A further revision in the organization of overseas territories occurred with the passage of the Overseas Reform Act (Loi Cadre) of July 23, 1956, followed by reorganizational measures enacted by the French Parliament early in 1957. In addition to removing voting inequalities, these laws provided for creation of governmental organs, assuring individual territories a measure of self-government over internal matters such as education, health, and infrastructure.
After the establishment of the Fifth French Republic on 4 October 4, 1958, the territories of French West Africa and French Equatorial Africa were given the right to hold a referendum on their membership in the French Community, a modified form of the French Union which both allowed some limited self-government, and was viewed as a path to eventual independence.
The December 4th elections (on whether to remain in the French Community, followed shortly by those for the Nigerien territitorial assembly) were contested by the two political blocks of the Territorial Assembly. The Nigerien Progressive Party (PPN), originally a regional branch of the African Democratic Rally (RDA) led the Union Pour L Communaute Franco-Africaine (UCFA) and was headed by PPN leader and deputy-speaker of the Assembly Hamani Diori. The other block was led by the then majority leader of the Assembly, Djibo Bakary. His Movement Socialist Africain (known by the name Sawaba: independence in the Hausa language) called for a "no" vote: one of only two major formations in French West Africa to do so.
While there have always been questions about French influence in the voting The results of both elections were confirmed on the 16th. The PPN led UCFA (yes 358,000) defeated SAWABA (no 98,000), winning 54 seats to 4 in the 60 seat assembly. On the 18th Niger declared itself a Republic within the French community and the Territorial Assembly became the Constituent Assembly. This date (18 December 1958) is celebrated as Republic Day, the national holiday of Niger, and considered date of the founding of the nation. In March 1959 this became the Legislative Assembly.
In 1958 Diori became president of the provisional government, and then became Prime Minister of Niger in 1959. Having organised a powerful coalition of Hausa, Fula, and Djerma leaders, especially made up of chiefs and traditional leaders, in support of Niger's "Yes" vote in the 1959 referendum, Diori gained French favor. During the 1959-1960 period, the French government banned all political parties except the PPN, effectively making Niger a one-party state. The SAWABA leaders fled into exile, and the member parties of the UCFA were folded into the PPN.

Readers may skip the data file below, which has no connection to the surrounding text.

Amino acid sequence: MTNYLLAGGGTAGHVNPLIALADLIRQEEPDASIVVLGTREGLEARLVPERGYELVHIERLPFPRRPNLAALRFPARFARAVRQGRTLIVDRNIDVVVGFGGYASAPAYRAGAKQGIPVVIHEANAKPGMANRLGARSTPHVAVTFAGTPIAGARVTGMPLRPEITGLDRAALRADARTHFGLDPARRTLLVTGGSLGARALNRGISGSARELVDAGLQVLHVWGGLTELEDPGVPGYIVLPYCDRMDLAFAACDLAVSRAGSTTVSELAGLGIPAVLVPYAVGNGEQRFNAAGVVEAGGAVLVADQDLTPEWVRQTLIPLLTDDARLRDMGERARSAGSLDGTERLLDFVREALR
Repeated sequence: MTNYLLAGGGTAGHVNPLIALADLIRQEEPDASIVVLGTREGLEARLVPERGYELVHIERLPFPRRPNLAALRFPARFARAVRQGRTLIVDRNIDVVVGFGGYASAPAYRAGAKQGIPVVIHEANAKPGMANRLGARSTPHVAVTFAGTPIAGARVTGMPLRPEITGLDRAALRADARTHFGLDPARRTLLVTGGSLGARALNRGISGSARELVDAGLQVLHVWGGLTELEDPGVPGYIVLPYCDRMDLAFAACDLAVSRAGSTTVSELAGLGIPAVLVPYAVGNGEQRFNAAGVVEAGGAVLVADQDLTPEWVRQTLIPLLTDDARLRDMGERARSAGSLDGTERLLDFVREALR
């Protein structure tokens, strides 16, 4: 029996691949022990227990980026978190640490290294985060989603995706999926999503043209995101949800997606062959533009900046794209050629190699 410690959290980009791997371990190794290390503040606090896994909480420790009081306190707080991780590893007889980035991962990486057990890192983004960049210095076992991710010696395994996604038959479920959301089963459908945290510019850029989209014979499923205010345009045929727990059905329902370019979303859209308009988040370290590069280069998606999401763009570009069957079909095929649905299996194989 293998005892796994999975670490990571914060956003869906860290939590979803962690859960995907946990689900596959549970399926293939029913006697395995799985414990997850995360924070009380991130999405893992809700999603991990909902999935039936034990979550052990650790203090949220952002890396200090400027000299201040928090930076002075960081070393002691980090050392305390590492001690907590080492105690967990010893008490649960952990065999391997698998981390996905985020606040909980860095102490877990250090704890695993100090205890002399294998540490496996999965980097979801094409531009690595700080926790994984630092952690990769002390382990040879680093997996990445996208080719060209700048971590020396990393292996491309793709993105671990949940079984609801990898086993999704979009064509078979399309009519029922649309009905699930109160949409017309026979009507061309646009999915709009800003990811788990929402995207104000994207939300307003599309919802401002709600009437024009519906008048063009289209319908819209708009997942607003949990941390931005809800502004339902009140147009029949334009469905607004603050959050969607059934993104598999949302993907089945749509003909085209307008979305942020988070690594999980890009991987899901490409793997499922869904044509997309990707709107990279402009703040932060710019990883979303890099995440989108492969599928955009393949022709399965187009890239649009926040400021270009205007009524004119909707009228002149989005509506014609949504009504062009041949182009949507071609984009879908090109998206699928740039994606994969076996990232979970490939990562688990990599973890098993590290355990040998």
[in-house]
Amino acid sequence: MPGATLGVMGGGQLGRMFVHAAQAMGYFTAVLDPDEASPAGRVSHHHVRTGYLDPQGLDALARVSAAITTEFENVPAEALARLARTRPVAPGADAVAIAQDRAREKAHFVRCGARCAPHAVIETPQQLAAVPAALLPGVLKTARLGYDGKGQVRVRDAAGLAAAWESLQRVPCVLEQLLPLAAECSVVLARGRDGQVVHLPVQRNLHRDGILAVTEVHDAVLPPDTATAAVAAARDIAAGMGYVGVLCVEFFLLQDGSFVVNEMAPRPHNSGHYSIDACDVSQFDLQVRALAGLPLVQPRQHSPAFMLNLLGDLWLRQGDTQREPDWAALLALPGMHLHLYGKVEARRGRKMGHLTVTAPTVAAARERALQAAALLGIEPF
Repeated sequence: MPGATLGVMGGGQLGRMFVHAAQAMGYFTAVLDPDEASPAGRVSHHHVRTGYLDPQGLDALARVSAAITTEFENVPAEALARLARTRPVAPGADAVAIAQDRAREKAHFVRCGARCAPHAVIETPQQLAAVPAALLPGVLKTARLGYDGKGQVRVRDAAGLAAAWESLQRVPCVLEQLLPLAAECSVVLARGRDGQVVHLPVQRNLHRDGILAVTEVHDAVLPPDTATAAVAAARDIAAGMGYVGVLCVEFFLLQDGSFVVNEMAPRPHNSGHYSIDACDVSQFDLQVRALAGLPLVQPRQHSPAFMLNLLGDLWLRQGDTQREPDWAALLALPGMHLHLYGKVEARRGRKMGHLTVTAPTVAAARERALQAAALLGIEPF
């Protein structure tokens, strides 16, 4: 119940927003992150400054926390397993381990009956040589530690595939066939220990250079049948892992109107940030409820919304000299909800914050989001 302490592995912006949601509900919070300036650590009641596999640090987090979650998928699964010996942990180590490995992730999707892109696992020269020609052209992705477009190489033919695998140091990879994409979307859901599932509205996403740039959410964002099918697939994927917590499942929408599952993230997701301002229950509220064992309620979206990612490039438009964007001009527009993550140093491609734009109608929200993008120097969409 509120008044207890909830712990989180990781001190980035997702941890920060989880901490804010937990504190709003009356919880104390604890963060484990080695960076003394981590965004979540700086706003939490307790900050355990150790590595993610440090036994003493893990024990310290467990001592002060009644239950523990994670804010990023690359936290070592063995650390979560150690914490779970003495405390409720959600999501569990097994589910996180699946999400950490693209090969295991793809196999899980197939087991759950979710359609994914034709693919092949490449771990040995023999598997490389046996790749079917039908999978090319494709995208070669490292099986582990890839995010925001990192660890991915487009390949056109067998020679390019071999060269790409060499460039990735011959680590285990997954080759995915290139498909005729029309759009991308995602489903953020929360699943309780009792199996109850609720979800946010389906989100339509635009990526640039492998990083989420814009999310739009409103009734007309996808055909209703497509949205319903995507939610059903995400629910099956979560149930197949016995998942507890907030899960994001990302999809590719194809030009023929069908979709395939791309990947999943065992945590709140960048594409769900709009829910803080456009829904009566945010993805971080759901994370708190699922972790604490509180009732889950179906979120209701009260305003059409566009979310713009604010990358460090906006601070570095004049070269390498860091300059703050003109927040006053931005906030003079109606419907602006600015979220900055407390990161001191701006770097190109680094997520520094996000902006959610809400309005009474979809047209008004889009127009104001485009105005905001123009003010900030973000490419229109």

The French Fifth Republic passed a revision of the French Community allowing membership of independent states, and on 28 July the Nigerien Legislative Assembly became the Nigerien National Assembly: Independence was declared on 3 August 1960. Diori was elected President of Niger by the national assembly in November 1960. During his presidency, Diori's government favored the maintenance of traditional social structures and the retention of close economic ties with France. He was re-elected unopposed in 1965 and 1970.
Diori gained worldwide respect for his role as a spokesman for African affairs and as a popular arbitrator in conflicts involving other African nations. Domestically, however, his administration was rife with corruption, and the government was unable to implement much-needed reforms or to alleviate the widespread famine brought on by the Sahelian drought of the early 1970s. Increasingly criticized at home for his negligence in domestic matters, Diori put down a coup in 1963 and narrowly escaped assassination in 1965. Faced with an attempted military coup and attacks by members of SAWABA, he used French advisers and troops to repress opposition, despite student and union protests against French neocolonialism. However, his relationship with France suffered when his government voiced dissatisfaction with the level of investment in uranium production when Georges Pompidou visited Niger in 1972.
The PPN functioned as a platform for a handful of Politburo leaders grouped around Diori and his advisors Boubou Hama and Diamballa Maiga, who were largely unchanged from their first election in 1956. By 1974 the party had not held a congress since 1959 (one was scheduled for late 1974 during the famine induced political crisis, but never held). The PPN election lists were made up of traditional rulers from the main ethnic regions who, upon election to the Assembly, were given only ceremonial power. Ethnic tensions, too, mounted duiring Diori's regime. The Politburo and successive cabinents were made up almost exclusively of Djerma, Songhai and Maouri ethnic groups from the west of the country, the same ethnic base the French had promoted during colonial rule. No Politburo ever contained a member of Hausa or Fula groups, even though the Hausa were the plurality of the population, forming over %40 of Nigeriens.
Widespread civil disorder followed allegations that some government ministers were misappropriating stocks of food aid and accused Diori of consolidating power. Diori limited cabinet appointments to fellow Djerma, family members, and close friends. In addition, he acquired new powers by declaring himself the minister of foreign and defense affairs.
On 15 April 1974, Lieutenant colonel Seyni Kountché led a military coup that ended Diori's rule. Diori was imprisoned until 1980 and remained under house arrest. The government that followed, while plagued by coup attempts of its own, survived until 1993. While a period of relative prosperity, the military government of the period allowed little free expression and engaged in arbitrary imprisonment and killing. The first presidential elections took place in 1993 (33 years after independence), and the first municipal elections only took place in 2007.